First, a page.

Our publishing ecosystem is in need of attention, as local journalism falters, media consolidation intensifies, and social media contribute to the spread of disinformation, collectively undermining the factual bases upon which argument depends. The veracity of online outlets can be hard to establish; the cultural filtration systems we rely on to evaluate sources will develop, but they will take time. For now, existing publications and institutions must step in to underscore and support our shared democratic values. Freedom of expression for artists working within mainstream publishing will be explored.

Participant Biographies

Sue CoeSue Coe (born 21 February 1951) is an English-born, American artist and illustrator working primarily in drawing, printmaking, and in the form of illustrated books and comics. Her work is in the tradition of social protest art and is highly political. Coe’s work often includes animal rights commentary, though she also creates work that centralizes the rights of marginalized peoples and criticizes capitalism. Her commentary on political events and social injustice are published in newspapers, magazines and books. Her work has been shown internationally in both solo and group exhibitions and has been collected by various international museums. She lives in Upstate New York and is represented by the Galerie St. Etienne in New York City.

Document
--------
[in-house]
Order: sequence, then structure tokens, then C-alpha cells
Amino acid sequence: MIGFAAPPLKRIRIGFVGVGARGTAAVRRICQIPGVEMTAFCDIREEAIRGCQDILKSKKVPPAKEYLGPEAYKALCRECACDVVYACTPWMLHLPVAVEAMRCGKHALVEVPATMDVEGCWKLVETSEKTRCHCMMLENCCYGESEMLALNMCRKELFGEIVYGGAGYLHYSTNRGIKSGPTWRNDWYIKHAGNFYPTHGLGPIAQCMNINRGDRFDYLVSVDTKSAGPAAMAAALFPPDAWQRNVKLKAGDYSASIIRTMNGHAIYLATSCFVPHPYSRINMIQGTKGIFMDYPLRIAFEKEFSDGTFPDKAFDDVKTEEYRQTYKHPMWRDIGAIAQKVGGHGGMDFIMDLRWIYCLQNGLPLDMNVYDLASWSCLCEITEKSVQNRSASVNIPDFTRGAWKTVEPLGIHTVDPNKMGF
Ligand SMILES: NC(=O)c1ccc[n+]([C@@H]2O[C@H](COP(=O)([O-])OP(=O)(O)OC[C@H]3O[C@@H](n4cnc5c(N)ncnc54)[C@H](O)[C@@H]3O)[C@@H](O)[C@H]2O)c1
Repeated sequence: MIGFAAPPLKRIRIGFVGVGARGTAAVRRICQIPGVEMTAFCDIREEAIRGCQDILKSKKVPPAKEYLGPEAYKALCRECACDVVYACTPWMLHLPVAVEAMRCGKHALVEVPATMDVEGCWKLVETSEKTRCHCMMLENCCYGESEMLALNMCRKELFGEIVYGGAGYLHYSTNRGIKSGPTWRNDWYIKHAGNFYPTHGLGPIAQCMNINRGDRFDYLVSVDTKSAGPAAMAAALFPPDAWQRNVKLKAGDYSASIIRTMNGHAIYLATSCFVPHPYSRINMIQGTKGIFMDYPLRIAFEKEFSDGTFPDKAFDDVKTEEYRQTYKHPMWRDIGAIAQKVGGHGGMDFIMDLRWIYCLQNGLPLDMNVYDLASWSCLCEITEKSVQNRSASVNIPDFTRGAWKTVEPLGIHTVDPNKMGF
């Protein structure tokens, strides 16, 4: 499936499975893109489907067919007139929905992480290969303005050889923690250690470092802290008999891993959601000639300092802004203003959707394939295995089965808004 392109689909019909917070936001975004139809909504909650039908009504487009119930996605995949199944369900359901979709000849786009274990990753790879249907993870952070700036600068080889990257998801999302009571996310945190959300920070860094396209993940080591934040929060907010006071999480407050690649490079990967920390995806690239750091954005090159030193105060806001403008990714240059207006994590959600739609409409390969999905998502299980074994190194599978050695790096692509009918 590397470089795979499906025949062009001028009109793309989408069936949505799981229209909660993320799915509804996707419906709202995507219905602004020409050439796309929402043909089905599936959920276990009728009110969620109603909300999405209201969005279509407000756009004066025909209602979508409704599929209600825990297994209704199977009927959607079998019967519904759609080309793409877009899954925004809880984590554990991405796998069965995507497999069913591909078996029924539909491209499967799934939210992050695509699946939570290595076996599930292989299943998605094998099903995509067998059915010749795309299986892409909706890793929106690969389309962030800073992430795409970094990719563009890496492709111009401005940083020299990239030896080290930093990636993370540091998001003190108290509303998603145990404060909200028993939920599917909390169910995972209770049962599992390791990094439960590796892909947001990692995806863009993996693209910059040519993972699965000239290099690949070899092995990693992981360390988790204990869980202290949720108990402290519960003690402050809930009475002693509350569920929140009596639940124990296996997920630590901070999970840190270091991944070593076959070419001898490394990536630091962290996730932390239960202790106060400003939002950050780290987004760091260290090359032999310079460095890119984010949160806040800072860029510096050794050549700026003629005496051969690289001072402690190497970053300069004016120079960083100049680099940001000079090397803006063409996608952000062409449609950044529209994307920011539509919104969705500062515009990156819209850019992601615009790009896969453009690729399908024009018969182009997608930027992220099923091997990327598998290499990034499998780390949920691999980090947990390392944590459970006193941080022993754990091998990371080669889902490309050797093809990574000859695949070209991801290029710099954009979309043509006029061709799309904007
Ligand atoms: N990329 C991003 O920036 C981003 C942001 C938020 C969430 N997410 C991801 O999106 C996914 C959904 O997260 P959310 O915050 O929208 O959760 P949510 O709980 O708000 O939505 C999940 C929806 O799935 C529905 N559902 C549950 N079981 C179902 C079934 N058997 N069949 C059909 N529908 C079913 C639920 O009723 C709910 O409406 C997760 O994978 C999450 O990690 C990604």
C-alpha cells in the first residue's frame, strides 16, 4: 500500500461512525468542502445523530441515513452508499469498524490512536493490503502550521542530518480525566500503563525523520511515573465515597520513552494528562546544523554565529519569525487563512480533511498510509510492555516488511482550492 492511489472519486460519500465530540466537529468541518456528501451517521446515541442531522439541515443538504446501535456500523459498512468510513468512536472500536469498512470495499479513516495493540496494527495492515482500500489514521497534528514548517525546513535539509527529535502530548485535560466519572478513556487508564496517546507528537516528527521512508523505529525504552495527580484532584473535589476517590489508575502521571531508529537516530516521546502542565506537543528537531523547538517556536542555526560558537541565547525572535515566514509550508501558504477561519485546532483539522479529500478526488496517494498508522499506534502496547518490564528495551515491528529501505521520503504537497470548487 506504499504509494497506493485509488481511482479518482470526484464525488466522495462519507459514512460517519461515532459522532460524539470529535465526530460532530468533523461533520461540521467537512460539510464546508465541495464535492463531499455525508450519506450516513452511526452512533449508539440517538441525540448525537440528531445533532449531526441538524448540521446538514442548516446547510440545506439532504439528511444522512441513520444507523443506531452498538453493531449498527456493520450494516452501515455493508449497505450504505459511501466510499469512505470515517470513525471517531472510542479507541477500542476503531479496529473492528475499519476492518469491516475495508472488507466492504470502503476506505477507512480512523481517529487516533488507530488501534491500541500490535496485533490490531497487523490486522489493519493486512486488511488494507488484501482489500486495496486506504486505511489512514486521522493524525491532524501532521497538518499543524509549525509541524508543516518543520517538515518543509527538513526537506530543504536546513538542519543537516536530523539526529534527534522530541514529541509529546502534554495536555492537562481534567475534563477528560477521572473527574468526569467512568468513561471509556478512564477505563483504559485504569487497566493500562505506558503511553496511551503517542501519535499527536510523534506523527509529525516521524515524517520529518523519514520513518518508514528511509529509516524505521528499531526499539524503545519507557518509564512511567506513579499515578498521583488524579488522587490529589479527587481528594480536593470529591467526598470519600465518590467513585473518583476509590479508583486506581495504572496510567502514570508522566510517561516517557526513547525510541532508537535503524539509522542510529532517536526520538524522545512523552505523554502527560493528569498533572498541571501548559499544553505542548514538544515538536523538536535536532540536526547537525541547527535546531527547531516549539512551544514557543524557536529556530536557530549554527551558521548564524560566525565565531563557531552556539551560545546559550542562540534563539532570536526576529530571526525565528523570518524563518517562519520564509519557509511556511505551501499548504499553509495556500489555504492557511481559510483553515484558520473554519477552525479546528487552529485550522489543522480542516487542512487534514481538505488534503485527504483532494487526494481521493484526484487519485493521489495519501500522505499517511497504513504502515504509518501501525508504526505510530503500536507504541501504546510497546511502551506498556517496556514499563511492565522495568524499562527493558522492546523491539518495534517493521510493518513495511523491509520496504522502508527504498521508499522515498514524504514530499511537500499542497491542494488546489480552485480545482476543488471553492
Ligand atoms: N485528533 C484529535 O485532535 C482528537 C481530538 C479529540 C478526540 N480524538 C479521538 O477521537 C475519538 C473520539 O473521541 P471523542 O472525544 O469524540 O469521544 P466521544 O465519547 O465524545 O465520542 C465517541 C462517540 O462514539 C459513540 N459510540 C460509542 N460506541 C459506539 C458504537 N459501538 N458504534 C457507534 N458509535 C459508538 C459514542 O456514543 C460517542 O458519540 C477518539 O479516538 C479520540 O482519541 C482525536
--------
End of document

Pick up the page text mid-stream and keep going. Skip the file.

Erika Doss is an art historian and professor in the Department of American Studies at the University of Notre Dame. Her wide-ranging interests in American art are reflected in the breadth of her publications and public lectures, which typically engage the complexities of modern and contemporary American visual and material cultures including the nature of representation and issues of history, memory, and identity—national, cultural, and self.